Now here we were in my house, following the scent of a poem. We went upstairs to my writing room where I have a bookcase devoted to poetry. We sat on the chaise and began pulling down books. M scoured the collections of Wilbur’s poems and I hit the anthologies. 

I came across “The Pardon,” about a boy, the death of his dog, and guilt. Then I found  “Mayflies,” a beautiful little poem about even littler insects that live and die all in one day, and who carry with them a song of mortality and eternity. I read it for Molly, and then she read one she found and loved.

Meanwhile, we still hadn’t found the poem she was looking for. We did however find “The Writer,” one of my all time favorites, in which the poet describes his thoughts as he stands outside the room where his daughter is banging out a story on the typewriter. It’s a poem that has the power to make me cry no matter how many times I re-read it. And so M and I continued, swapping poems, finding words, lines and stanzas that we loved, and still not finding what we were searching for.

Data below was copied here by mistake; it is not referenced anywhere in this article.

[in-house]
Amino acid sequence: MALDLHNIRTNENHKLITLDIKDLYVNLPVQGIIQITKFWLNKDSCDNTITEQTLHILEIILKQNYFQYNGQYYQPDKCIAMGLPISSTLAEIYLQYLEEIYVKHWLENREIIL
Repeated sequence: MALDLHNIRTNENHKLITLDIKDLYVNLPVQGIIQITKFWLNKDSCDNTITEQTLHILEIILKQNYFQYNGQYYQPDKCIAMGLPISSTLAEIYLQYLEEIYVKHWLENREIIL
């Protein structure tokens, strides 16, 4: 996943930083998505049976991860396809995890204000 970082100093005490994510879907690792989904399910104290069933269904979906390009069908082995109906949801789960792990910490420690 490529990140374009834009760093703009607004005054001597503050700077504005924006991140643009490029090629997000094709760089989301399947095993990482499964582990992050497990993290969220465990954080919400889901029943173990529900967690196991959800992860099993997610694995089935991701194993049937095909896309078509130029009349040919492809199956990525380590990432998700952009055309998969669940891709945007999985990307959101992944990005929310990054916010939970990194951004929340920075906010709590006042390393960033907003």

When she takes me tracking in the woods, I’m always impressed by what a skillful guide M is. So I started feeling a little disappointed that I wasn’t able to be a more competent guide in our poetic quest. After all, it didn’t occur to me until we’d been reading aloud together for thirty minutes or so, that M was holdling Wilbur’s Collected, and that meant the piece we were seeking must be there. I swapped books with her, went more slowly over the table of contents, and quickly found it. I flipped to the page, handed the book back to M, and listened closely as she read the poem aloud. At last, our mission was accomplished.

 I’m not sure it works the same with tracking animals in the wild, but it was certainly true for me in stalking a poem: the finding was not nearly as satisfying as the search itself. On second thought, I’m sure it is.